Traveling across the waters one would bring home great handcrafted findings. Shopping at a normal “thrifty” restoring store, you may buy an item that was found and mass reproduced for the benefit of the corporation. Hidden behind the craziness of the cliché of the vintage buying stream, Ten Thousand Villages stands for the artisans who work hard to improve their lives and those of their offspring.
This is the brand that takes pride in being a non-profit company. Edna Ruth Byler did not imagine her trip to Puerto Rico would become the beginning of a chain of stores with a purpose and founding a movement that forever benefits lives forever. The store in the Court of King of Prussia Mall is one of 73 in a chain of stores in the United States.
This grassroots company cares about the ethically treatment behind every product produced. From the hands that labored it to the materials used to construct it, each detail is handled delicately.
Each buyer receives a 50 percent payment upfront, meaning before the product is produced the artisan is paid directly. The paint and dye used is plant-based. Many products in the store are from completely recycled materials.
The official Ten Thousand Villages stated on its website that the capital allows artisan groups to purchase equipment and raw materials without going into debt by taking out loans with high interest rates.
Liz VanArtsdalen, store manager of Ten Thousand Villages, takes pride in the company’s way of reasoning. “If you leave out one element you lose the entire idea,” VanArtsdalen is said. “We all as a group defend the Fair Trade method.”
One can find things for their homes, to spice up their outfits, or to make a loved one smile.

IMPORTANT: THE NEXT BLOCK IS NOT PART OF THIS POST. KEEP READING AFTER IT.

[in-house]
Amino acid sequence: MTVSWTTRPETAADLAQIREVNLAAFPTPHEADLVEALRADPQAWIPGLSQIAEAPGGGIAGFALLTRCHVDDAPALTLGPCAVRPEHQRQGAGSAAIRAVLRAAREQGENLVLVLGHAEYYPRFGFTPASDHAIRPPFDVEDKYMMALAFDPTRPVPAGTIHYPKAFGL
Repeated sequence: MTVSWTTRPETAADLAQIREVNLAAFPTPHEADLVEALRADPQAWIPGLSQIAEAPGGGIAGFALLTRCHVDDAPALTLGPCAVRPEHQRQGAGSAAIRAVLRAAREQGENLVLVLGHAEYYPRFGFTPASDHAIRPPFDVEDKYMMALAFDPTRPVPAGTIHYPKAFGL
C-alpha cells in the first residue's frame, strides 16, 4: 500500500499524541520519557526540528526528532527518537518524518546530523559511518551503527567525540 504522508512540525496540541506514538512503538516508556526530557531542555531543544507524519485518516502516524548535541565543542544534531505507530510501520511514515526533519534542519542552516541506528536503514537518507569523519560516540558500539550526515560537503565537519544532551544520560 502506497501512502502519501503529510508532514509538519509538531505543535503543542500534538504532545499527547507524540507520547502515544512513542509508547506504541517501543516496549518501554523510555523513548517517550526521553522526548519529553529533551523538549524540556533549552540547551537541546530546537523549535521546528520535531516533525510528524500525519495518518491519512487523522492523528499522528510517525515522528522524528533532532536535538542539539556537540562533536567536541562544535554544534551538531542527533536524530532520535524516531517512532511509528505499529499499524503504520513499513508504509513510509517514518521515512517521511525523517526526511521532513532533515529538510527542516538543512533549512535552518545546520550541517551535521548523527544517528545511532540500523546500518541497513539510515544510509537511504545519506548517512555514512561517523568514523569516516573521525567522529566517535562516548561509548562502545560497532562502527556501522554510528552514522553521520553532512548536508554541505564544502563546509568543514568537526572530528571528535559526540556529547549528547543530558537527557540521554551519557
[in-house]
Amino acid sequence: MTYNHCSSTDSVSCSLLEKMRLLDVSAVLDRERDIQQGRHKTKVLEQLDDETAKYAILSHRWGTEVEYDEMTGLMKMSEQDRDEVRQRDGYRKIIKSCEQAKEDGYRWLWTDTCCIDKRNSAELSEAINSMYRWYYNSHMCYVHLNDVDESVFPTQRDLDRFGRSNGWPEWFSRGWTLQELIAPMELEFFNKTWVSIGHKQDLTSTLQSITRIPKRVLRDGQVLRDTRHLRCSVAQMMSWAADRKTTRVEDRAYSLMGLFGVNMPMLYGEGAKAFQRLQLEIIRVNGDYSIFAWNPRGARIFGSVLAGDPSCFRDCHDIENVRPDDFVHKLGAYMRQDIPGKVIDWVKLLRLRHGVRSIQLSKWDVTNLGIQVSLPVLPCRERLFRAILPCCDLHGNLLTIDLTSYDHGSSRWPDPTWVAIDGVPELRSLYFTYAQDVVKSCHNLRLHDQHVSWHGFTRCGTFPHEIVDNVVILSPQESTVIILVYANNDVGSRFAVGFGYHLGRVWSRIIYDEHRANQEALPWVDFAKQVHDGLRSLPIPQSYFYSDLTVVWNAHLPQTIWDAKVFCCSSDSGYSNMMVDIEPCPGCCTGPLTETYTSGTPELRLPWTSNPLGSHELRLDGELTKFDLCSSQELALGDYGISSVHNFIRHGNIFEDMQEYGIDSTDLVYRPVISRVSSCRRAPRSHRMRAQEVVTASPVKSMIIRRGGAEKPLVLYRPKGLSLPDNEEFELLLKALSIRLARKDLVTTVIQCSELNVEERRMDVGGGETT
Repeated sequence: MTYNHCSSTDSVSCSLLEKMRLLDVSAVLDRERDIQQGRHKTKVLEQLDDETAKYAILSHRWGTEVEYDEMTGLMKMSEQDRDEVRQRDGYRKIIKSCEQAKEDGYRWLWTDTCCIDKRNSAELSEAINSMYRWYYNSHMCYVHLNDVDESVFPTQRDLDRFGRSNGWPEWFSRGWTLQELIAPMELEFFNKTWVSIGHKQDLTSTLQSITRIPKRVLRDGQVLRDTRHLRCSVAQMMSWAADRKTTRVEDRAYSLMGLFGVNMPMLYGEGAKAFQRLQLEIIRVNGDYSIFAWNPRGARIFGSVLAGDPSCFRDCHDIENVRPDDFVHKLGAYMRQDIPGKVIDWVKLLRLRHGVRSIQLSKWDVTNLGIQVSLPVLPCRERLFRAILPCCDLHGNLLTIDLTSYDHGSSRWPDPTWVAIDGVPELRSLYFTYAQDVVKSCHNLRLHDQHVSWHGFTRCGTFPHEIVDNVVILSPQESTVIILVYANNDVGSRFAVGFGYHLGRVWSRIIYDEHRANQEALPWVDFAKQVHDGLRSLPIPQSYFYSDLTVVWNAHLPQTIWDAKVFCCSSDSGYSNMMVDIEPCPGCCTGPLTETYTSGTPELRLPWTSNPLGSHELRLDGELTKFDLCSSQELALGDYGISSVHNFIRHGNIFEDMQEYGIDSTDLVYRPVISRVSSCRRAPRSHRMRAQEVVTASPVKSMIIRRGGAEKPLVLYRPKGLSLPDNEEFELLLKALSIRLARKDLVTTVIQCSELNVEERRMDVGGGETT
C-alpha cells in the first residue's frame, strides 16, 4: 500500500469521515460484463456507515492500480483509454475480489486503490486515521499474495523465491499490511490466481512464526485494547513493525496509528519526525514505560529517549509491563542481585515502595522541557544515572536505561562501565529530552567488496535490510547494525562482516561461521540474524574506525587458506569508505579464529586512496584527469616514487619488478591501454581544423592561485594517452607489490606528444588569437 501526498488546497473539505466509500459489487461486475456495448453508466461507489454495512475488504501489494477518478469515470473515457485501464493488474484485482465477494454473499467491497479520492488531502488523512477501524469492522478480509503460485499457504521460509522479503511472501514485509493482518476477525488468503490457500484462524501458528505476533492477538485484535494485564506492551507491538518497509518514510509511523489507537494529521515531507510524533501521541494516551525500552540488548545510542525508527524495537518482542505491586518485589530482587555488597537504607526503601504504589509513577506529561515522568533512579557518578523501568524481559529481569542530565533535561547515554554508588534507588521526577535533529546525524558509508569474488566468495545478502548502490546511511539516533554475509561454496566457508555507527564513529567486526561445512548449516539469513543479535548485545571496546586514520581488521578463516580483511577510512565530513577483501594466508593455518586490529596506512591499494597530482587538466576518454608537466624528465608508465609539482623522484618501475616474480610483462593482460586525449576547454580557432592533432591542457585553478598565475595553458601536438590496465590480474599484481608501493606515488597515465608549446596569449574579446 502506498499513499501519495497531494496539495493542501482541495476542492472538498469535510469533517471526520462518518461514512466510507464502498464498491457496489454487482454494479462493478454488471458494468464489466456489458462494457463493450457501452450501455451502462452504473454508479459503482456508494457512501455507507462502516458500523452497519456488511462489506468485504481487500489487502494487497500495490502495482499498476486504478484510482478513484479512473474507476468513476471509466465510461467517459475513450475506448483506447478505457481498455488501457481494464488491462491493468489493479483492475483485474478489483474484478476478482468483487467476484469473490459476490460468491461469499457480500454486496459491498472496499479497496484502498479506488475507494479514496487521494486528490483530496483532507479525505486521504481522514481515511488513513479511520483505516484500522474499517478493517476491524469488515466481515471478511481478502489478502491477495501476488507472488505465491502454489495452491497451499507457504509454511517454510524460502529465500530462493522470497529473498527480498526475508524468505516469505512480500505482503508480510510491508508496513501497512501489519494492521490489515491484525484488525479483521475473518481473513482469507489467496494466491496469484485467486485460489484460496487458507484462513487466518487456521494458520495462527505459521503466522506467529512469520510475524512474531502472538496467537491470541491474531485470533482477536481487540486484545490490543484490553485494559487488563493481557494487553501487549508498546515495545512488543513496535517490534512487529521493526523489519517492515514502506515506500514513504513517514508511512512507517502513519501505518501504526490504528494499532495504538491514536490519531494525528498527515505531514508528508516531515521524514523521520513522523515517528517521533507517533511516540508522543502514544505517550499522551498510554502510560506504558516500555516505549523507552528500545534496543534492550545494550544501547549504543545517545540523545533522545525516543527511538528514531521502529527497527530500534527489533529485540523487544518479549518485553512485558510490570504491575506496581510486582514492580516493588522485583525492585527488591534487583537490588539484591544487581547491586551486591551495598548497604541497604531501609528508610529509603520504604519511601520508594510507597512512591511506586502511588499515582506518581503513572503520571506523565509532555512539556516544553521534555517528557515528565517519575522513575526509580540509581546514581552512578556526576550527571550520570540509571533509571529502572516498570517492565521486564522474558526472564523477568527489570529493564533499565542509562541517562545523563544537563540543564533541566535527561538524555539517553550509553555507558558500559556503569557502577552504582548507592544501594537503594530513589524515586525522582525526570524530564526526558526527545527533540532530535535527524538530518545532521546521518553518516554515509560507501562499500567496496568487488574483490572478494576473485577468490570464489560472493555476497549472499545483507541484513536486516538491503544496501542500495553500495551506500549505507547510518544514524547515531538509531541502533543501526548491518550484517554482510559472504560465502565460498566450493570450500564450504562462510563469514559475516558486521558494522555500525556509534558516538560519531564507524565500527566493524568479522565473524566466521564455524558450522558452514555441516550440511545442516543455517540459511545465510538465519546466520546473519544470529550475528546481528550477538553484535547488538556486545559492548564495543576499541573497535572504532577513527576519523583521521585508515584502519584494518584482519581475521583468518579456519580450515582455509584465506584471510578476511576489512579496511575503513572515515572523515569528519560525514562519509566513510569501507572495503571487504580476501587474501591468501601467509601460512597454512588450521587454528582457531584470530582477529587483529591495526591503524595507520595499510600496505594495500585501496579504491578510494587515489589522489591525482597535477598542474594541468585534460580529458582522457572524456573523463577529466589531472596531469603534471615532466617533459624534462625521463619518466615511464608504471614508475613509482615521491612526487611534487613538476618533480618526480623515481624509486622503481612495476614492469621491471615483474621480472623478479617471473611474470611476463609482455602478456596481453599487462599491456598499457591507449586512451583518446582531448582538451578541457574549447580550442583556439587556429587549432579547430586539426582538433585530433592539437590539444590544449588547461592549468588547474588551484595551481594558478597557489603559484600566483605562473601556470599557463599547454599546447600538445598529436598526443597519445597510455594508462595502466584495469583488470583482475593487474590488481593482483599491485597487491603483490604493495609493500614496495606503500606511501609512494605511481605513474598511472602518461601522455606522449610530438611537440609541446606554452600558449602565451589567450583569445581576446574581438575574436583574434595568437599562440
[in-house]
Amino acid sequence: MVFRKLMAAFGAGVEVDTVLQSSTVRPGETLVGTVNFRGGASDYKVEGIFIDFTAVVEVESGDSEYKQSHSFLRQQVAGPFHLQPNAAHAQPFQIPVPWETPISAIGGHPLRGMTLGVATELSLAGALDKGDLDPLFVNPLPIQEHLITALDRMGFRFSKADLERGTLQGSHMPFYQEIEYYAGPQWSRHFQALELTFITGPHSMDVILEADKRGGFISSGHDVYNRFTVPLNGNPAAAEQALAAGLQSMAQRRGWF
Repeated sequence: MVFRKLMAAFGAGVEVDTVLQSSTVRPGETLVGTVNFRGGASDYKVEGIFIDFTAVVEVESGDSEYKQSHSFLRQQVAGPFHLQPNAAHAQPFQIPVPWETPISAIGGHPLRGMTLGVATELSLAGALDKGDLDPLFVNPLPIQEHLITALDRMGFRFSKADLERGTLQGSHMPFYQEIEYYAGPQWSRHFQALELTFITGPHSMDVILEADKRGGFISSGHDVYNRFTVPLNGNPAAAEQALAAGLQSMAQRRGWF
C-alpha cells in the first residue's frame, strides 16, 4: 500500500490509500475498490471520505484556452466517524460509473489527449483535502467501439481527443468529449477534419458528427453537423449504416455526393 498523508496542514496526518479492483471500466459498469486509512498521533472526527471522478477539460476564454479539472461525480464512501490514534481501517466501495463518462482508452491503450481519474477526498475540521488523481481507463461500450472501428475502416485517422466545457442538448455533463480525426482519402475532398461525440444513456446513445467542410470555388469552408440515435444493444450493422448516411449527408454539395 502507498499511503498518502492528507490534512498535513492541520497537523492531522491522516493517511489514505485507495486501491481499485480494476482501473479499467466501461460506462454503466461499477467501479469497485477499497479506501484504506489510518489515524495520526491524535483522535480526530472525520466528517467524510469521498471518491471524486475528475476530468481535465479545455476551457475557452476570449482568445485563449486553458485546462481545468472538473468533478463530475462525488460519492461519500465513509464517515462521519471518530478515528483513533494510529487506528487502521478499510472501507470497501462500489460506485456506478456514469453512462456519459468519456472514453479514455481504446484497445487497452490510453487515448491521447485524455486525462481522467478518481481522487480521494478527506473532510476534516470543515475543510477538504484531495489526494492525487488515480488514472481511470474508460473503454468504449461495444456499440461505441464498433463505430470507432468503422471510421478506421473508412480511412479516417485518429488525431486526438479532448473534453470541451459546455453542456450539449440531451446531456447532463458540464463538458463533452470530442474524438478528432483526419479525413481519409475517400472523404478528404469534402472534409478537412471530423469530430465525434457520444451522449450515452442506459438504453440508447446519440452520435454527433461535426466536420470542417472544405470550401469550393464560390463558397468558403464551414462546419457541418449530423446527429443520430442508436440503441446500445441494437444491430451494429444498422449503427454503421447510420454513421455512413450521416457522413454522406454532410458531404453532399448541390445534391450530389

Here, as many other Ten Thousand Villages, you can find beautiful handcrafted elements at a reasonable price. The hands that create these unique works of art work with the company closely.
In terms of fair trade, the site gives its thoughts on fair price and establishing long-term relationships.
With only three outside vendors, the company knows all the individual buyers personally. Unlike in a larger corporation, if a buyer has to halt production for a death in the family because of a cultural barrier, each case is respected. The buyer does not lose the project.
VanArtsdalen explained how the company just encountered an issue exactly like this: a buyer lost a family member. Instead of discounting the project the company had compassion and respected the culture’s grieving period.
Ten Thousand Villages makes a difference in not only individual lives but also the world. By decreasing carbon footprints, each item is unique by having its own fingerprint, for it is not made by machine but by man.